This is still disturbing, after all this time. Should not be forgotten. Ever.

  14. Mick says:


    I’m sorry for the loss of your soldiers and that you had to suffer through a preventable Blue-on-Blue fratricidal engagement.

    Semper Fidelis.

  15. SFC Kiril G. Dimitrov says:

    To John and the rest of the crew at T.A.H.,As a 19D instructor, we use this clip quite a bit…for our fratrucide briefings, teaching our future scouts how quickly events can change,we will never forget, until fiddlers green.

  16. Steve says:


    Every soldier that ever lives is doomed to only ever walk in the pale shadow of those blokes that went before.

    Thanks for what you (and all of you) did.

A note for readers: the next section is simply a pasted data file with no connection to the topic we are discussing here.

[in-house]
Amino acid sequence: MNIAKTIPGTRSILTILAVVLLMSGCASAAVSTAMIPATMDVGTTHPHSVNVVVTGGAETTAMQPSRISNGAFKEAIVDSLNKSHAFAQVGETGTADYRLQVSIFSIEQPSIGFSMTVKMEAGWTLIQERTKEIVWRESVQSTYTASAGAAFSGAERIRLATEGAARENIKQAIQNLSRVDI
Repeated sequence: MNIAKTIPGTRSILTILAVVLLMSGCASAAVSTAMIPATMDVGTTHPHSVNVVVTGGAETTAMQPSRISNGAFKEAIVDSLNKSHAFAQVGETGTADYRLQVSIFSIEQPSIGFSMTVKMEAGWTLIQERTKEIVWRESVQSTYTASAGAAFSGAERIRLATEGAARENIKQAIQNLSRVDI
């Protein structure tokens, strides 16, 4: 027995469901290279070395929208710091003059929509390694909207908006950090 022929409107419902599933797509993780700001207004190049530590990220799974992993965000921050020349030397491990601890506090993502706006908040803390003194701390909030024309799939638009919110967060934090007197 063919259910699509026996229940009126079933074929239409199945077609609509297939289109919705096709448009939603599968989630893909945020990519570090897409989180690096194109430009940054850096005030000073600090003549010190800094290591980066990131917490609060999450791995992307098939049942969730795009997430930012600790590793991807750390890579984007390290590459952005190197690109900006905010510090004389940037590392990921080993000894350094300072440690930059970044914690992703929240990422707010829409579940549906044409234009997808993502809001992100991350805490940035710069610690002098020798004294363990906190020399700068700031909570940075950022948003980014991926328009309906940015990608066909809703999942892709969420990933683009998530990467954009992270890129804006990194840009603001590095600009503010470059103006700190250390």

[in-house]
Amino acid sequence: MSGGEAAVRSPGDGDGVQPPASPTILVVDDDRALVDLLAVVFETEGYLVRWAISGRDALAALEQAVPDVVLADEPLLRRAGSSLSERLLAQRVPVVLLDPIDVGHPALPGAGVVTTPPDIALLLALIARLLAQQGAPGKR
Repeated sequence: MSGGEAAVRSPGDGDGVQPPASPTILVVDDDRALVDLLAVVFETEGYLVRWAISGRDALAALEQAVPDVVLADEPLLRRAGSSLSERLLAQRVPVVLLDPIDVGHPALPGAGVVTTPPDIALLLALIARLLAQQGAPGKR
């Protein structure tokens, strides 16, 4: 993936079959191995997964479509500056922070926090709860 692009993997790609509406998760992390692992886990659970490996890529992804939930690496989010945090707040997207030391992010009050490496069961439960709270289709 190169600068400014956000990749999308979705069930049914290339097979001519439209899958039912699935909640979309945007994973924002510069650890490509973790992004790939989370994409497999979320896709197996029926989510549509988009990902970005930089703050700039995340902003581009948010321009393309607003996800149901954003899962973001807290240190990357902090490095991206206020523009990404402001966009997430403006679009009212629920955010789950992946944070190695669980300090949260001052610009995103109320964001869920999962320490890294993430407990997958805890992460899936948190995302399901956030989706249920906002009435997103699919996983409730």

17. E4 Mafia For Life. says:

    I was in OSUT and 1/41 INF 2 AD(FWD) 1987 – 1990 with SGT. Jeffrey Middleton. The gunner on one of the Bradleys that was hit by an Apache and the first death of an American soldier in the Gulf War.
    I was with 2/4 CAV, 24th ID in the Gulf War. I had PCS’d from 1-41. January 1990 so I wasn’t with them.
    The Bradley is very distinct. I don’t think there are any armored vehicles out there taller than a Bradley and certainly none of the Soviet vehicles were anywhere near the size of a Bradley. At least back in the 1980’s/1990’s. There was no excuse for that to happen.
    The lead pilot of the Apaches was trigger happy, ignored orders and failed to properly identify the target.
    Jeff was a very humble man and good soldier. I’ll never forget him.
    Here is a picture of Jeff after we graduated from the Basic Phase. He’s the one holding up our first pizza and a bottle of Coke.

    Here is a link to the Fratricide Report: